The power of feeling what someone else feels

Empathy is an important virtue–“rejoice with those who rejoice, weep with those who weep” (Romans 12:15)–but there is also a neurological condition in which individuals actually do feel what those around them feel.  It’s called “mirror touch synesthesia.”   This is the first I’ve heard of it, coming across the article excerpted after the jump, but supposedly 1%-2% of the population has it.

Which means that out of every hundred people, one or two people have this power.  Which means that of you readers, who number in the thousands, there are lots and lots of you who can do this.  If any of you have mirror touch synesthesia, please tell us about it.

Another curious thought is that this is also reportedly the percentage of people who have same sex attraction (2%)!  So there are as many people with mirror touch synesthesia as are gay!  And yet I’ve never heard of it.  My impulse is to be skeptical, but it is apparently legit.  Here is the Wikipedia article on this mysterious yet common super power.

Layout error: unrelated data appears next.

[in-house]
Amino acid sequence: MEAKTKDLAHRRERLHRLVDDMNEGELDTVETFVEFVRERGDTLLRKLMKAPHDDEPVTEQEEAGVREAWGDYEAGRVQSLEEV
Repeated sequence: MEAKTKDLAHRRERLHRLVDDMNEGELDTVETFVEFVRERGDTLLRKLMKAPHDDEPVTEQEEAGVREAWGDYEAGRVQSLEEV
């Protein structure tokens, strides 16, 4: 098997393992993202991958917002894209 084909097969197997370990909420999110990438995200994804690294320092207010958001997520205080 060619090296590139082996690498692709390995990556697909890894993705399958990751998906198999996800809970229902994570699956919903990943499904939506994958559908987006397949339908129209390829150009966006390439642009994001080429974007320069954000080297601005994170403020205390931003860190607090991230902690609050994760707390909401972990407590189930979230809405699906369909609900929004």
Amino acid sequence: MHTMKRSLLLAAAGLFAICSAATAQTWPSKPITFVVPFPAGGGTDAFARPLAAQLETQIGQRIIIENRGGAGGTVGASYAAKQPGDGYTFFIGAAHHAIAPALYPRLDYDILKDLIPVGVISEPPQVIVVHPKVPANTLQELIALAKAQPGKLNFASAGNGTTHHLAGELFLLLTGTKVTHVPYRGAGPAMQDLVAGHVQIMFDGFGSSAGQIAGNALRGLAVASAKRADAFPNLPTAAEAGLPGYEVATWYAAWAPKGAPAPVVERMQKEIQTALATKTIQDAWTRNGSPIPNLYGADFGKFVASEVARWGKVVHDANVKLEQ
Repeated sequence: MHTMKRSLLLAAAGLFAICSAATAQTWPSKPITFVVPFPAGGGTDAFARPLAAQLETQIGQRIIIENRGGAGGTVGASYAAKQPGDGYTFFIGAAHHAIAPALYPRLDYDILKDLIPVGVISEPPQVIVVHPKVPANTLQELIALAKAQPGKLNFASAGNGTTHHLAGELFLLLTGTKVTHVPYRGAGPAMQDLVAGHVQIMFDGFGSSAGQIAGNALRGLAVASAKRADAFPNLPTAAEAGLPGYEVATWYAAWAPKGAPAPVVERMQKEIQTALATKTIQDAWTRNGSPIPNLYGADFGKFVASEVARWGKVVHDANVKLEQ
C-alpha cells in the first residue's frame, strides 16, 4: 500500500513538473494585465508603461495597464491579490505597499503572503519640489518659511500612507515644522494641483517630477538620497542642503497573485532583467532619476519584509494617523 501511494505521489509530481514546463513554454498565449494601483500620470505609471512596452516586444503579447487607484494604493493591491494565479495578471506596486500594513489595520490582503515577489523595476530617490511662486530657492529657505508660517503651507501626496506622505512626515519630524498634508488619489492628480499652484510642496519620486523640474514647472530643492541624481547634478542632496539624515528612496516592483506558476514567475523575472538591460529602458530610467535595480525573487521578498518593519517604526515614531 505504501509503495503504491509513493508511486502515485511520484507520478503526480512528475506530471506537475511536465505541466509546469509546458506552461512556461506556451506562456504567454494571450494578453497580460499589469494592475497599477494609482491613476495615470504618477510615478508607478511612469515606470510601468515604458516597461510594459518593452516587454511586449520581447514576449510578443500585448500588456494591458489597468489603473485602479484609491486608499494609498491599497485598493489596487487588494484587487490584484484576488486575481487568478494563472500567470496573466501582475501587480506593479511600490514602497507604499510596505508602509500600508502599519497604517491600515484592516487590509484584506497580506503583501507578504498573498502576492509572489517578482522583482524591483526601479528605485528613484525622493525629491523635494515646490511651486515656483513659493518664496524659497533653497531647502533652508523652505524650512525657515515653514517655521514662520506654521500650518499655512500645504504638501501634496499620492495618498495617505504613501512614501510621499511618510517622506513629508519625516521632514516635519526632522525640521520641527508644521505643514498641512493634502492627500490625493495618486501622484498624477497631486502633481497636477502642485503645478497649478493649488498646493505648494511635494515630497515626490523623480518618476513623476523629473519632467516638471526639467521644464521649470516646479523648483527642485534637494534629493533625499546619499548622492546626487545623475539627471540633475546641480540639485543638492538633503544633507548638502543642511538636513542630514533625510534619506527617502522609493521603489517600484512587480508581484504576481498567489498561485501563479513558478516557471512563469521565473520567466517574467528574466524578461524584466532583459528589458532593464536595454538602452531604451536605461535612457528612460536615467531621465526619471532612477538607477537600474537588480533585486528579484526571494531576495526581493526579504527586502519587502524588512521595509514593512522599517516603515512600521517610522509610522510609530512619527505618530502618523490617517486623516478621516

From Boston Neurologist Can Feel Patients’ Pain « CBS Boston:

You’ve heard the expression, “I feel your pain,” but some people actually do, including a neurologist at Massachusetts General Hospital who is able to connect with his patients on a level most can’t.

Dr. Joel Salinas is not your average doctor.

“When I see people, I have the sensation of whatever touches their body on my own body as well and it’s kind of reflected as a mirror,” he told WBZ-TV.

It’s called mirror touch synesthesia.

He’s had this trait for as long as he can remember. In fact, he thought everyone had it.

“When I was a kid, having these experiences where if I would see someone hug I would feel the hug on myself or if I would see someone get hit, I felt the sensation on me as well,” explains Dr. Salinas.

He doesn’t really feel it as pain, per se, but says the sensations can still be unsettling.

He recounted an experience in medical school.

“I remember one patient who unfortunately had an amputation of the arm from an accident. I remember feeling as though my arm was dismembered and I could feel the blood.”

Somewhere between one-percent and two-percent of the population have mirror touch synesthesia.

 

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